Start a large sauce pot on low heat (1 of 10). Add the pancetta to the pan and let it cook for about 10 minutes stirring occasionally. This will render the fat out of the pancetta, you could substitute bacon, but pancetta is WAY better. Once the pancetta is browned remove it from the pan, dice it up and reserve it for later, but leave the fat. Add the olive oil and they onions, carrots, garlic, and bell pepper and let cook for 15 minutes or until it almost melted. Turn it up to medium low (3 of 10) and add the seafood, without the crab (its cooked). Stir often to make sure you cook the seafood through evenly, only about five minutes. Now add the crab meat and the chopped spinach. Mix it up and let that cook for 3 minutes. Add the seasonings, herbs, heavy cream, ricotta, butter and the reserved pancetta mix well and cook for 5 minutes. Now add most of the grated Parmesan and Pecorino and turn back down to simmer(reserve about 1/4 cup of cheese). Taste for seasoning and adjust accordingly.
Now add your fresh pasta sheets to the water two at a time and let them cook for about 5 minutes or until al dente, do not overcook them as it will lose an important texture factor and structural component of the lasagna. Remove them from the water and drain. This works well if you have a pasta insert or large strainer to pull the sheets out. Repeat until all the sheets are cooked.
In a large lasagna pan (I used a Pyrex 15"x10"x2" pan and a Pyrex 9"x9" square) add a large spoon full of the liquid from the seafood sauce to coat the bottom of the pans, this prevents the pasta from sticking to the bottom. Now add two pasta sheets making sure to overlap them in the center by about 1/2 and inch. Now trim the excess so the sheets fill the pan perfectly, but leaving no spot uncovered. Now scoop the seafood mixture on top of the pasta, spread it evenly (about 1/3 for the large and 1/6 for the small pan). Sprinkle with some of the grated cheese you had reserved. Top that with two more fresh pasta sheets, make sure to overlap the center and trim the outside to fit the pan. Add the second part of the mixture to each pan and sprinkle on more grated cheese (about 1/3 for the large and 1/6 for the small pan). Reserve about 1/2 a cup of just liquid from the seafood mix for the top. Finally add the top two sheets and spoon the reserved liquid evenly on top, sprinkle a bit more cheese on top. Place it in a preheated 350 degree oven for 25 minutes. Remove and let it stand for at least ten minutes, this will allow it to firm up and not run all over when you serve it. Garnish, slice and serve. I also made some garlic bread to go along with it so that I could soak up all the seafood goodness.
We had a total of 8 people and this dish worked out perfectly. Everyone cleaned their plates and I had a whole small pan leftover for Sunday football. It was great the second day also. Between the soup and lasagna we had a little side salad that consisted of arugula, sliced pear, red onion, toasted pumpkin seeds and a white balsamic vinaigrette. Thanks everyone for eating and cleaning, I had a great time. This may have to become a regularly scheduled event.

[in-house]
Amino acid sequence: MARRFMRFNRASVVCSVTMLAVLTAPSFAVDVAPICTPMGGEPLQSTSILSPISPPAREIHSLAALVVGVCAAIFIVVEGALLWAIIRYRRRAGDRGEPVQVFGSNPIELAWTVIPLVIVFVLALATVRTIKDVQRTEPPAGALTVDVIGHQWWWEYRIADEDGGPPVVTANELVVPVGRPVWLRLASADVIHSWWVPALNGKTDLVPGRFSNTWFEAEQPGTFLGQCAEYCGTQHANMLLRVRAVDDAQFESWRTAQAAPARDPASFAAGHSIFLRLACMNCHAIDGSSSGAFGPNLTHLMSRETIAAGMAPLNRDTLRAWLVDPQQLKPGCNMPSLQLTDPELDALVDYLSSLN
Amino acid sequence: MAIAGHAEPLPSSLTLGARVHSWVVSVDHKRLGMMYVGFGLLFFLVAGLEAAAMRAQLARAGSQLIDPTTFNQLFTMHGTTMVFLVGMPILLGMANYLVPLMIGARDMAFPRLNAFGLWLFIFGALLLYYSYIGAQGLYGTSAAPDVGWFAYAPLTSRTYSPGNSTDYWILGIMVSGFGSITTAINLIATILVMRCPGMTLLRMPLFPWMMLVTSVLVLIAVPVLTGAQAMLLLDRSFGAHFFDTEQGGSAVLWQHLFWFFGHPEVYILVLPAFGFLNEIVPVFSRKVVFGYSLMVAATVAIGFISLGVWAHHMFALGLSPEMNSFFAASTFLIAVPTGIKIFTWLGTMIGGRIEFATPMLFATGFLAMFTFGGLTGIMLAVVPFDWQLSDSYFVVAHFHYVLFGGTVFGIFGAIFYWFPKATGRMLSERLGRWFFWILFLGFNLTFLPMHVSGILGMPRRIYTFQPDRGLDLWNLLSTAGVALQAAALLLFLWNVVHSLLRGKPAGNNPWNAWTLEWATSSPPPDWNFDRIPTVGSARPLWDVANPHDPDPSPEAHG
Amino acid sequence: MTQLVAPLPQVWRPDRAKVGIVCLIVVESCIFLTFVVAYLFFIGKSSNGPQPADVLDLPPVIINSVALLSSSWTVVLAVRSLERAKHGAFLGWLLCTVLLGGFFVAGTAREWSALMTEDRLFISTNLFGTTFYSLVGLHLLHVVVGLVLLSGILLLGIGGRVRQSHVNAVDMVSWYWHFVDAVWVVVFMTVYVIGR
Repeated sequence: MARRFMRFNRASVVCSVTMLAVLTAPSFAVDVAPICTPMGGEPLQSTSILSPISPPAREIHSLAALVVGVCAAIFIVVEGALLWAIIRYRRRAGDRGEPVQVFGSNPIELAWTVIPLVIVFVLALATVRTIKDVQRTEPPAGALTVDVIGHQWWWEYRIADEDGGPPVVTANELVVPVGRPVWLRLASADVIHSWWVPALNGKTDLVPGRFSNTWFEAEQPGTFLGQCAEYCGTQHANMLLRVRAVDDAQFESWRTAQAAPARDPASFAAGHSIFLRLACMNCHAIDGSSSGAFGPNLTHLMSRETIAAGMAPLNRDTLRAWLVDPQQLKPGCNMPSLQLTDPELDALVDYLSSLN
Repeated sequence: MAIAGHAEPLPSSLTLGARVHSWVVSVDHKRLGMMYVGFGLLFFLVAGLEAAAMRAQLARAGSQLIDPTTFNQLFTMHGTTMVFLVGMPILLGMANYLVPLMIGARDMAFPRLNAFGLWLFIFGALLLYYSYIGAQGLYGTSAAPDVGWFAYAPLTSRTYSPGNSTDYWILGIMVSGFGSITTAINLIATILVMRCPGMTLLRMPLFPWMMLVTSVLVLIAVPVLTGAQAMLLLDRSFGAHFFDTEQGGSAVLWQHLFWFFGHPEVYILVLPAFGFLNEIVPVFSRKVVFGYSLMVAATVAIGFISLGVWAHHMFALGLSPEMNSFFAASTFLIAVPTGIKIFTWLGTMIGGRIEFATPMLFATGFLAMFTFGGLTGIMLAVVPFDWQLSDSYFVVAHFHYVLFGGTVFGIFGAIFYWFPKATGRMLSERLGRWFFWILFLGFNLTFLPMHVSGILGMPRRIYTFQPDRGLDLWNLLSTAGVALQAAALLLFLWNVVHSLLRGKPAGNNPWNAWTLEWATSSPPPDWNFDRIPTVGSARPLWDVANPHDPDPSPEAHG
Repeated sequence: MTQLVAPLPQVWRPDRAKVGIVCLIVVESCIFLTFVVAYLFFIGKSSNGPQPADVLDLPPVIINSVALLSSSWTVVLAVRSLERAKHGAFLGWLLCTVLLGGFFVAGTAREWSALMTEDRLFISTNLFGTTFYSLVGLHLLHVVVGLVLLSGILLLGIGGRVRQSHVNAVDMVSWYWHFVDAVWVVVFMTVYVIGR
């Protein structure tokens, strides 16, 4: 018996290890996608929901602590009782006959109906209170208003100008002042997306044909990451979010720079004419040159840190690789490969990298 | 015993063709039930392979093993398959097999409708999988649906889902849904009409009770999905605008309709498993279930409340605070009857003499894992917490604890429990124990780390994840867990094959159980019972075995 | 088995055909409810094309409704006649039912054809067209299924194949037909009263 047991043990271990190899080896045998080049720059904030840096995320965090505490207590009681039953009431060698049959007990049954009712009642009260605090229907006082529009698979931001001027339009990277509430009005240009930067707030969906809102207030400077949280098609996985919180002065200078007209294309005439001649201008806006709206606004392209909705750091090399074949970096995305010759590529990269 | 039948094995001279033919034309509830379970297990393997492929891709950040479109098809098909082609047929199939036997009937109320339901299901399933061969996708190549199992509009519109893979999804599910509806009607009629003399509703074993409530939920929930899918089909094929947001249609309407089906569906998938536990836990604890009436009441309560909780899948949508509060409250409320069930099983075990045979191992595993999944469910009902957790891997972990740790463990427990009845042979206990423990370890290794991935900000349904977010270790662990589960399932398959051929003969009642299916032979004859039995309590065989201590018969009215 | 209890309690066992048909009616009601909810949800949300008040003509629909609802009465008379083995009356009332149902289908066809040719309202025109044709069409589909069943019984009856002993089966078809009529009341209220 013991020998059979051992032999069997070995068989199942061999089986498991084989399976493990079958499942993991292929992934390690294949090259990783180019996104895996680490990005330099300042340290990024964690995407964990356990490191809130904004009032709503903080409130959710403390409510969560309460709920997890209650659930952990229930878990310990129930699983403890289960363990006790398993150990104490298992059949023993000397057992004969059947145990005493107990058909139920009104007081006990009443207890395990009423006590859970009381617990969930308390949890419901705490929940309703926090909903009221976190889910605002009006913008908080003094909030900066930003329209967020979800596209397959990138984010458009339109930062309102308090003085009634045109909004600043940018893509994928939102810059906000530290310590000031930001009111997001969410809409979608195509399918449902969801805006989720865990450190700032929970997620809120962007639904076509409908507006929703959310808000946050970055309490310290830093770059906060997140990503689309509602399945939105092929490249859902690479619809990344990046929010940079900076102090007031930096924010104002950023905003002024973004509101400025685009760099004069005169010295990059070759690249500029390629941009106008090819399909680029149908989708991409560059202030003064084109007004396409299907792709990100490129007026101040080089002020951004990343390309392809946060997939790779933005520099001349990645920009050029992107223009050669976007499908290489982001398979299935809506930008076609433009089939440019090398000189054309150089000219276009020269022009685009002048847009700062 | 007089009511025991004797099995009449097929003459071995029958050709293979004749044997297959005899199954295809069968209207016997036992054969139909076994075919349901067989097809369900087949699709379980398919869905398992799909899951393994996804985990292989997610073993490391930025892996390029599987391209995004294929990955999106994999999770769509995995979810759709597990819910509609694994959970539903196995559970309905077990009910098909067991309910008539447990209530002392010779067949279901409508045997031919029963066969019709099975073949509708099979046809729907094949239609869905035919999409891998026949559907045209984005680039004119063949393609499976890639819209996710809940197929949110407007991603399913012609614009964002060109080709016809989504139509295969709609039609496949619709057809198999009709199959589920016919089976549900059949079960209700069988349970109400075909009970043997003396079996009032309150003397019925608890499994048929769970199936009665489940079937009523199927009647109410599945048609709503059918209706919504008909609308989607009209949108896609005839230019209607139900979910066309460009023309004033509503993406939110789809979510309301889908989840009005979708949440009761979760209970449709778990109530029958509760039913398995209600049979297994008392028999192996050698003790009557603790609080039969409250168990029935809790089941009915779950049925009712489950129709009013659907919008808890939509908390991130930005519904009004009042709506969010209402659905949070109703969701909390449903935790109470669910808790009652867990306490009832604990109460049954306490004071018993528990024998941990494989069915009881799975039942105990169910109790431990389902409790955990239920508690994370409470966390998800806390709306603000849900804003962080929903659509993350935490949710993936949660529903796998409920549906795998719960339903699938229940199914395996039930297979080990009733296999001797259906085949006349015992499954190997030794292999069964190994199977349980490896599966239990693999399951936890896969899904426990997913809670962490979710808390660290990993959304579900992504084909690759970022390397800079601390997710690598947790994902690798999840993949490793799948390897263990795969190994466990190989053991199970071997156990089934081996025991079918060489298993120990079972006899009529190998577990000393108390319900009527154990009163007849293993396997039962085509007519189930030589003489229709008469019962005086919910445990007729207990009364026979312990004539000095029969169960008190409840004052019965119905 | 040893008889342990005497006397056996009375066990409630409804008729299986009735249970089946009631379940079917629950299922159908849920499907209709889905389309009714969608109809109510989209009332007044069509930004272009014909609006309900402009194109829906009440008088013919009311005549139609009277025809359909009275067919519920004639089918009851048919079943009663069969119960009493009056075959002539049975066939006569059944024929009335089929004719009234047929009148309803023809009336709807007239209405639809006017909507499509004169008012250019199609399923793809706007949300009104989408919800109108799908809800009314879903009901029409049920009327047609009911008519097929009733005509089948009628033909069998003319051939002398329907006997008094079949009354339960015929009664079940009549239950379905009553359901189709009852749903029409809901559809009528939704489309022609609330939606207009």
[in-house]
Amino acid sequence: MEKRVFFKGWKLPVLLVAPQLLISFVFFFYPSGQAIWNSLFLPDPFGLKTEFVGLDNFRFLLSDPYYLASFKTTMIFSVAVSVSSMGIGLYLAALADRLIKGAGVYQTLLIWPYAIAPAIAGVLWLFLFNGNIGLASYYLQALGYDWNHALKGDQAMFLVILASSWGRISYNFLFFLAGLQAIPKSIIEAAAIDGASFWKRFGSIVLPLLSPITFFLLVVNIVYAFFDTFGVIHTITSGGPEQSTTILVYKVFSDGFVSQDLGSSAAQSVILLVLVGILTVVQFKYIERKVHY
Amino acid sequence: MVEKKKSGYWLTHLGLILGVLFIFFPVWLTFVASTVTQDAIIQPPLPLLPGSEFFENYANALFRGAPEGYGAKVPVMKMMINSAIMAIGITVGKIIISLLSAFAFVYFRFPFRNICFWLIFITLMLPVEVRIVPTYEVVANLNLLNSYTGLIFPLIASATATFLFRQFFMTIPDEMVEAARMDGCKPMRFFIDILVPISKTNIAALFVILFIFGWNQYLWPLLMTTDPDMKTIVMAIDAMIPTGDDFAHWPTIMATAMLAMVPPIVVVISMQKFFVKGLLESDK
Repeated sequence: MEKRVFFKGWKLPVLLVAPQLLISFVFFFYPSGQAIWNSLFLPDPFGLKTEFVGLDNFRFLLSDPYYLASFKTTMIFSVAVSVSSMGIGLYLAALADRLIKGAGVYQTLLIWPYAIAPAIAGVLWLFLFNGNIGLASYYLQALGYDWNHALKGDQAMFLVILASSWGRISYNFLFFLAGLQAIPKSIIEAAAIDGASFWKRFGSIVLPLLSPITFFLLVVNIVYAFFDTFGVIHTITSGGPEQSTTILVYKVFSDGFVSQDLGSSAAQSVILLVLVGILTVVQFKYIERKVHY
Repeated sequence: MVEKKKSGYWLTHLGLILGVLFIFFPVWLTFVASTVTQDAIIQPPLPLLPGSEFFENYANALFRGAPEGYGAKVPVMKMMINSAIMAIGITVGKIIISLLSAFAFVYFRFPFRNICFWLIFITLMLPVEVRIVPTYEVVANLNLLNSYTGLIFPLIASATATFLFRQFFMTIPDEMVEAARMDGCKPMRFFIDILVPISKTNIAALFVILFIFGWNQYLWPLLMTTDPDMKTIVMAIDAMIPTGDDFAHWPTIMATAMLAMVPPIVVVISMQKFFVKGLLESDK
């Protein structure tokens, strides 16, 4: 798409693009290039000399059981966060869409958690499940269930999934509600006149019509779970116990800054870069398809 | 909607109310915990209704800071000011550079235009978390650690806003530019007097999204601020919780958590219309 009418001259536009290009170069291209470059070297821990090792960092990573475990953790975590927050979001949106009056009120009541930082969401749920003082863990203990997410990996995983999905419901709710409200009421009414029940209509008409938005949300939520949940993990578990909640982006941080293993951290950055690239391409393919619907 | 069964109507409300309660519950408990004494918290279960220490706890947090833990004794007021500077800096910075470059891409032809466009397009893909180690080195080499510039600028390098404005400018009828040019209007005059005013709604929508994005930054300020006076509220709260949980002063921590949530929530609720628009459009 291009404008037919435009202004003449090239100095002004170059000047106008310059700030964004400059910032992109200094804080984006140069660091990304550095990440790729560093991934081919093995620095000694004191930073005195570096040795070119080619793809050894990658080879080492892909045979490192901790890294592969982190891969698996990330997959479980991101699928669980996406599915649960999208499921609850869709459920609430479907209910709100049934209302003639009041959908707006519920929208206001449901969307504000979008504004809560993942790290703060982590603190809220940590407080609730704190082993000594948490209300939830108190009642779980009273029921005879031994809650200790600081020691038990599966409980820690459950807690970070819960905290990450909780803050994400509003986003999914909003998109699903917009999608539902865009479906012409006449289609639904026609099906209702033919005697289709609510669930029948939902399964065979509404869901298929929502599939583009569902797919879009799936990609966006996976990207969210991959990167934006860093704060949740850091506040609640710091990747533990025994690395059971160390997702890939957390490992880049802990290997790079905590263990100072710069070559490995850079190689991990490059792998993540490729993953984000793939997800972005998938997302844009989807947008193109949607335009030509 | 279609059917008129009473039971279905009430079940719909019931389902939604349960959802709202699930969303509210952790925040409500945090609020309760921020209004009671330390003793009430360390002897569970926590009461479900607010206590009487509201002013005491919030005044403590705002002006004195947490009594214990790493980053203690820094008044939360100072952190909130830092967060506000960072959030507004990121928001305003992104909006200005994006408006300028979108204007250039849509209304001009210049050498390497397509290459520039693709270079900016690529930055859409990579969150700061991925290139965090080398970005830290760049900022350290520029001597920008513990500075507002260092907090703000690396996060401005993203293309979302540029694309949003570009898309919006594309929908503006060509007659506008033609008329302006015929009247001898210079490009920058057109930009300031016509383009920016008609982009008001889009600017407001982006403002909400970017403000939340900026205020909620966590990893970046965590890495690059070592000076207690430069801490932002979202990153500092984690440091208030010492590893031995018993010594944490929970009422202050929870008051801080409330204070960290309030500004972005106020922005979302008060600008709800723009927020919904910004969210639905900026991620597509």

Posted by Rick Truocchio at 11:12 AM 3 comments:
Labels: crab, Italian, lasagna, lobster, parmesan, pecorino, ricotta, scallop, seafood, shrimp, spinach
Sunday, October 3, 2010
Butternut and Acorn Squash Soup (Vegan)
This was the first course for our dinner party last night. This soup had savory, sweet, rich, spicy and earthy flavors. Omit the Chantilly cream garnish for full on vegan, but it really does help bring it all together. I was at the grocery store and they had this huge display of gourds and squash. I have never worked with golden acorn squash but I figured now was a better time then any other. This recipe feeds 8 and takes 1.5 hours.
Butternut and Golden Acorn Squash Soup
1 medium butternut squash, halved and seeded
1 medium golden acorn (or regular acorn) squash, halved and seeded
1 ripe banana
1 Granny Smith apple, peeled, cored and diced
1 Bartlet pear, peeled, cored and diced
1/2 a medium white onion, diced
1/2 a orange bell pepper, diced
1 carrot, peeled and diced
5 colves of garlic, smashed and chopped
3 oz olive oil
1/2 a jalepeno pepper, seeded and diced
1 teaspoon fresh ground nutmeg
1/2 teaspoon of cinnamon
1/4 teaspoon cayenne pepper
1/2 teaspoon fresh thyme
4 cups of vegetable stock (or water)
salt and pepper
Preheat the oven to 350. Cut the two gourds lengthwise and use a spoon to scoop out the seeds. Place them cut side on an aluminum foil covered baking sheet. Bake for 1 hour or until soft. Use a spoon to scoop the flesh from the skin and set aside. Start and large pot on low heat (2 of 10), add the olive oil and the onions, garlic, bell pepper, jalepeno and carrots and let them cook for 10 minutes. Now add the apple, pear and banana and let cook for 10 minutes. Add the seasonings and then add the vegetable stock along with the reserved roasted squash. Bring that up to a boil then reduce to a simmer and let cook 10 minutes. Now puree the soup. I used my kitchen blender and pureed it in 2 batches, don't over crowd the blender. You could also use a food processor or stick blender. Once the soup is smooth add salt and pepper to taste and serve.
1/2 cup heavy whipping cream
2 tablespoon fresh marjoram, finely chopped
Whip the cream with a hand blender and fold in marjoram.
I crushed up some roasted pumpkin seeds and put a dollop of cream on top. This was the first time I have made this soup which was a mash up of many different recipes and soups i have seen. However this is defiantly not the last time as it was one of the best soups I have ever eaten and certainly the best and most unique I have ever made. The whole dinner party of 8 cleaned their bowls so I will take that as confirmation of success.
Posted by Rick Truocchio at 11:51 AM 3 comments:
Subscribe to: Posts (Atom)